Olga Lyssak cuts and packages baklava for the 86th annual Greek Festival / Photo by Nina Culver (SpokaneFāVS)

86th Annual Greek Festival steams ahead with changes

86th Annual Greek Festival steams ahead with changes

By Nina Culver

The 86th annual Greek Festival hosted by the congregation of Holy Trinity Greek Orthodox Church in north Spokane is going full steam ahead after being cancelled in 2020 and limited to take out in 2021, but regular attendees will notice some changes.

The festival, happening Sept. 22-24, will no longer feature the traditional dinner of beef kapama and orzo with mizithra cheese. That’s partly due to rising prices and partly due to supply chain issues, said the Rev. Daniel Triant.

“We went back and forth on that,” he said. “It’s been tough just in terms of making that happen. To make it work, we would have had to raise the price significantly.”

Instead, diners will find salads, gyros, Greek sausage and spanakopita (spinach pie). But the star of the show is the pastries that have been coming out of the church’s basement kitchen for weeks. Baklava is a best seller and there are also Kourambiethes (powdered sugar covered butter cookies) and Koulourakia (twisted butter cookies). New this year are Melomakarona (honey drenched spiced cookies with walnuts).

“It’s really good,” Triant said of the Melomakarona. “Those are my favorite by far.”

The first planning meeting for the festival was held in February and the bulk purchase of ingredients started not long after. Most of the ingredients are purchased in bulk in advance through URM, but there are also several Costco runs involved and a few imported specialty ingredients are ordered from Seattle, said Irene Supica.

Her husband, the Rev. Stephen Supica, retired in 2020 after serving as the church’s priest for 32 years, but she still oversees the making of all the pastries for the festival.

“Church ladies don’t retire,” she said.

This year’s shopping list includes 600 pounds of flour, 50 dozen eggs, 590 pounds of butter, 520 pounds of walnuts, three quarts of vanilla, 450 pounds of sugar and five pounds each of whole cloves and cinnamon.

That’s more than usual because the number of pastries prepared has increased by 50% from last year because they sold out, said Triant.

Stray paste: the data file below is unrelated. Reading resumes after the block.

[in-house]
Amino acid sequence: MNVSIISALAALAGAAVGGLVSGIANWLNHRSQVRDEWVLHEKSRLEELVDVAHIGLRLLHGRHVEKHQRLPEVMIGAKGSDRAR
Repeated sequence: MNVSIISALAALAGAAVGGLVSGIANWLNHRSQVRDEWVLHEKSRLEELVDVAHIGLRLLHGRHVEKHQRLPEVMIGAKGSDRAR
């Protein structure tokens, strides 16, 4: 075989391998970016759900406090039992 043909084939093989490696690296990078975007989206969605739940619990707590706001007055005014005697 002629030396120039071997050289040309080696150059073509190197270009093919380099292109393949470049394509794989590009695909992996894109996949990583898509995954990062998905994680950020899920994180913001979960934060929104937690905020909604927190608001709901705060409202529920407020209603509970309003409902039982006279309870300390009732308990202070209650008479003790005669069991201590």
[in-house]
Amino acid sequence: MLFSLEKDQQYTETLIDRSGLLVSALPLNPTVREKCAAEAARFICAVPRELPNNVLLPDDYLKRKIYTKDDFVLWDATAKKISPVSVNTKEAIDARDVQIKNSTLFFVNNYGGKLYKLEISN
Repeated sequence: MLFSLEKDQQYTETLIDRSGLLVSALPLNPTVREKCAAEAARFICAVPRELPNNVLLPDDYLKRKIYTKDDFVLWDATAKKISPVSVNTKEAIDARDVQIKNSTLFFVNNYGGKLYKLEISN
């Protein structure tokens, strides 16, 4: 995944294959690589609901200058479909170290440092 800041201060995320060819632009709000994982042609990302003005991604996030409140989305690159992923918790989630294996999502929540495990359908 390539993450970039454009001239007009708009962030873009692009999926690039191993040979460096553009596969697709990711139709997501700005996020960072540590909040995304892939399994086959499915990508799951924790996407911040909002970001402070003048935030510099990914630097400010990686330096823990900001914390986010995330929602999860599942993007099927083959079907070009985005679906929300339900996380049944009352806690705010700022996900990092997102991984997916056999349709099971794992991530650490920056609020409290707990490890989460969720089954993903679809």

Supica and her crew are trying to make sure there are enough pastries to last the entire three days of the festival this year.

“We bought 50 more pans for baklava,” she said.

Baking started over the summer and volunteers came nearly every day to measure, mix and prepare.

“It’s recipes that we’ve used for decades,” Triant said. “The production is pretty intense. It’s all hands on deck.”

Those recipes have been put into a cookbook that will be available for purchase during the festival.

The baklava was prepared and then frozen raw. With the festival date approaching, it was thawed and then baked.

“They’re fresher that way,” Triant said. “Really, it’s the baklava we do that with because we make so much of it. Everything else is made fresh.”

On Monday several women were in the church basement cutting pans of baklava into pieces and boxing them up. Longtime church member Gale Deacon has been helping with the festival for decades.

“When they had the orzo dinner, I would come down and package that,” she said. “I used to take off from work to do that.”

She retired six years ago and now has more time to help with the pastries.

“I come down off and on throughout the year now that I’m retired,” she said.

She used to come and help with her husband, George, until he died two years ago.

“He always came more than I did,” she said.

Deacon said she enjoys chatting with other church members as she works.

“It’s a community,” she said. “It’s a way to meet people and that’s nice.”

In addition to a different menu this year, there will be other changes as well. The outside Taverna will not be there and while there will be dine-in seating available outside and inside the church, the basement will not be open for diners. The Greek dancers will be back in the courtyard this year.

Change is inevitable to such a long running event. Triant said it began as a fundraiser to build the church hall where the festival is now held.

“It grew from there,” he said. “Obviously, it’s popular. We think we’re the longest running Greek festival in the country.”

The festival will run from 11 a.m. to 8 p.m., Sept. 22-24, at the church, located at 1703 N. Washington St. There will be a café and bookstore open inside the church. Church tours will be offered at 12:30 p.m., 4 p.m. and 6 p.m. on Sept. 22 and 23. Tours will begin at 12:30 p.m., 4 p.m. and 5:30 p.m. on Sept. 24 with a Vespers service following the final tour.

The food will be sold a la carte, with entrees priced between $10 and $12 and sides priced around $4 to $5. Tickets are not required, but people can buy preloaded OPA gift cards at the church Monday through Friday from 10 a.m. to 2 p.m.

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